Yeah, he can do that.

Missouri governor Jay Nixon. Photo by Chip Somodevilla/Getty Images

"Therefore, pursuant to Section 600.042.5 and as Director of the Missouri State Public Defender System tasked with carrying out the State's obligation to ensure that poor people who face incarceration are afforded competent counsel in their defense, I hereby appoint you, Jeremiah W. (Jay) Nixon, Bar No. 29603, to enter your appearance as counsel of record in the attached case," Barrett wrote.

In other words: "You don't want to give me the resources I need to do my job? Fine. You do it then."

A representative of the governor's office said in an email that Barrett's claims are off base and that the public defender has "seen a 15 percent increase in funding."

Meanwhile, Barrett's office has "filed a lawsuit over what it calls Gov. Jay Nixon's unconstitutional decision to withhold $3.5 million in funds for defending indigent people," according to KY3.

They can sort out the exact numbers in court. And it's doubtful the governor will actually have to show up in court and argue a case.

But in the meantime, we have to applaud Michael Barrett, whose letter has gone viral for bringing some much needed attention to the issue of fair trials for all.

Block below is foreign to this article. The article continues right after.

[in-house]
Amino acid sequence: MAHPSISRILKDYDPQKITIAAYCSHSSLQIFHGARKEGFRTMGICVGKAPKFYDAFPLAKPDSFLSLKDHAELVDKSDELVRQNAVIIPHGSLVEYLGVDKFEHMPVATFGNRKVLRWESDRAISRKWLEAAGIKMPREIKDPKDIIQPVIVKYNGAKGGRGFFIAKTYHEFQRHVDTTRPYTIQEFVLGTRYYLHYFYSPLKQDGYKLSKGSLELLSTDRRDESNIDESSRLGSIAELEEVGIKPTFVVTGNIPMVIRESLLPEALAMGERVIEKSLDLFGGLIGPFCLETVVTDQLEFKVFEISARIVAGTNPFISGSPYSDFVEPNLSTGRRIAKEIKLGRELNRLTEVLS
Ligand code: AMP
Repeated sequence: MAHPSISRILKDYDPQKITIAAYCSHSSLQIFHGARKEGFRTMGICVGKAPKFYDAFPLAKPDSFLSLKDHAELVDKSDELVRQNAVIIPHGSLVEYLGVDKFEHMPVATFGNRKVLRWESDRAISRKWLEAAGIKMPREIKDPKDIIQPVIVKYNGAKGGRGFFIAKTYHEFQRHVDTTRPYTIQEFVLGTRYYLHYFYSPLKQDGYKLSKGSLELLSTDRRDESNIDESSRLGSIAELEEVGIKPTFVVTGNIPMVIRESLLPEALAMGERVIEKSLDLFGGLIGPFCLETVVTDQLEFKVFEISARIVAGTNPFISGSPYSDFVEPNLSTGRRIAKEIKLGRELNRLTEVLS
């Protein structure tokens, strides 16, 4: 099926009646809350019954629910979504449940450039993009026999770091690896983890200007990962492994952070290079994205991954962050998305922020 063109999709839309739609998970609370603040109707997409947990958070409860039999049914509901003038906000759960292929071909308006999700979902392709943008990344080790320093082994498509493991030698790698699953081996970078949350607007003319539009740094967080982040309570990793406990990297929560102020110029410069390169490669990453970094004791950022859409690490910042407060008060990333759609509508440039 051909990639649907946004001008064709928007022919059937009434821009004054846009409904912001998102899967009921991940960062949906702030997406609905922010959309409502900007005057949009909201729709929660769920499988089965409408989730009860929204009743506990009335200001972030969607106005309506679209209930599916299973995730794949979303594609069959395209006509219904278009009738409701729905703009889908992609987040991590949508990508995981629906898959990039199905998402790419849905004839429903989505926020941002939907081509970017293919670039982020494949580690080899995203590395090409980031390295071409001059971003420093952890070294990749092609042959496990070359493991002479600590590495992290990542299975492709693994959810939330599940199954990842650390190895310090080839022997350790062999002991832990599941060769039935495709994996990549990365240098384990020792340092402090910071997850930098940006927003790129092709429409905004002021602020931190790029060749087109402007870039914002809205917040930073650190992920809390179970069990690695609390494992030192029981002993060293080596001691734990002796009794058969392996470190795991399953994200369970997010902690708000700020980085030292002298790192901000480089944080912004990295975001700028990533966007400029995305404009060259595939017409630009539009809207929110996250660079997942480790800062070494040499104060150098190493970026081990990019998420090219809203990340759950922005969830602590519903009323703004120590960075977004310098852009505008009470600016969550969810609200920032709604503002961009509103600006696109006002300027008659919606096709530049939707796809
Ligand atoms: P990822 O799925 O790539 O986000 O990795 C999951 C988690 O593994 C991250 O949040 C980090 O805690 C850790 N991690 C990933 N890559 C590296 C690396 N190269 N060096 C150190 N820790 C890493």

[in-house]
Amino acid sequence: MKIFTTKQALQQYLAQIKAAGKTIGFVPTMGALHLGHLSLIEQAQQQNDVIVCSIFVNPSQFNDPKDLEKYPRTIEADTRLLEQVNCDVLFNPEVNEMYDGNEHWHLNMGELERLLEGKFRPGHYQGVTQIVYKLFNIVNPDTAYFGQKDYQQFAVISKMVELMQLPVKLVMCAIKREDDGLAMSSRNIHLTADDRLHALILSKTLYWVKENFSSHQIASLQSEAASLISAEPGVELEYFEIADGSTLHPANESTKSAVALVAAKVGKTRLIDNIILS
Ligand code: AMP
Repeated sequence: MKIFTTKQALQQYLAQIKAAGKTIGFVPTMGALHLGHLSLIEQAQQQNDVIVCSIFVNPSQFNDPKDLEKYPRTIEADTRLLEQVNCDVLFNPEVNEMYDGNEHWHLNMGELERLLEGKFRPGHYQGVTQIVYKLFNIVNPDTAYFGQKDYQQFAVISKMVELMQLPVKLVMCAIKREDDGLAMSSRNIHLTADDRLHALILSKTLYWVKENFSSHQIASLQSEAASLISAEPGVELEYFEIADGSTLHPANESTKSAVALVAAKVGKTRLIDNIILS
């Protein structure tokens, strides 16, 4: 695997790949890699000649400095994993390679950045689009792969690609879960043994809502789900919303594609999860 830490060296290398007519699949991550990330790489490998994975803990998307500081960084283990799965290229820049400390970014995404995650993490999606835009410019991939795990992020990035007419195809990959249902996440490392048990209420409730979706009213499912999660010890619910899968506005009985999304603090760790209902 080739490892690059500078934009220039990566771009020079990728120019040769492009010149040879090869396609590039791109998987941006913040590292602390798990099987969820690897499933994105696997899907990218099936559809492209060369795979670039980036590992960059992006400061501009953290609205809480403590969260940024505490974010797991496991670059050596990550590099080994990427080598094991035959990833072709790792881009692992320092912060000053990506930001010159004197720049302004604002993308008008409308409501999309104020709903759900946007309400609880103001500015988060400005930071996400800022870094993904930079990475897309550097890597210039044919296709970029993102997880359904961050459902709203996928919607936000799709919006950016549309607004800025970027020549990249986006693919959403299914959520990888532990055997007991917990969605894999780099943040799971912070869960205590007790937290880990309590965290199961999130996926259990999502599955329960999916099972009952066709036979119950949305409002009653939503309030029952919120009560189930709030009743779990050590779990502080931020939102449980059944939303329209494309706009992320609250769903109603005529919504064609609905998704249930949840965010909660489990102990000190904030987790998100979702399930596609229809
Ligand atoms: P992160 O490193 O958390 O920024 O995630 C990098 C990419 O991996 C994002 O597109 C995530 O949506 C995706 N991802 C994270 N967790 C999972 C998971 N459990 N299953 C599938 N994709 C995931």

It's refreshing to see a public official willing to go to the mat for the people he's sworn to protect.

You can read the full letter here.

Joy

1991 blooper clip of Robin Williams and Elmo is a wholesome nugget of comedic genius

Robin Williams is still bringing smiles to faces after all these years.

Robin Williams and Elmo (Kevin Clash) bloopers.

The late Robin Williams could make picking out socks funny, so pairing him with the fuzzy red monster Elmo was bound to be pure wholesome gold. Honestly, how the puppeteer, Kevin Clash, didn’t completely break character and bust out laughing is a miracle. In this short outtake clip, you get to see Williams crack a few jokes in his signature style while Elmo tries desperately to keep it together.

Williams has been a household name since what seems like the beginning of time, and before his death in 2014, he would make frequent appearances on "Sesame Street." The late actor played so many roles that if you were ask 10 different people what their favorite was, you’d likely get 10 different answers. But for the kids who spent their childhoods watching PBS, they got to see him being silly with his favorite monsters and a giant yellow canary. At least I think Big Bird is a canary.

When he stopped by "Sesame Street" for the special “Big Bird's Birthday or Let Me Eat Cake” in 1991, he was there to show Elmo all of the wonderful things you could do with a stick. Williams turns the stick into a hockey stick and a baton before losing his composure and walking off camera. The entire time, Elmo looks enthralled … if puppets can look enthralled. He’s definitely paying attention before slumping over at the realization that Williams goofed a line. But the actor comes back to continue the scene before Elmo slinks down inside his box after getting Williams’ name wrong, which causes his human co-star to take his stick and leave.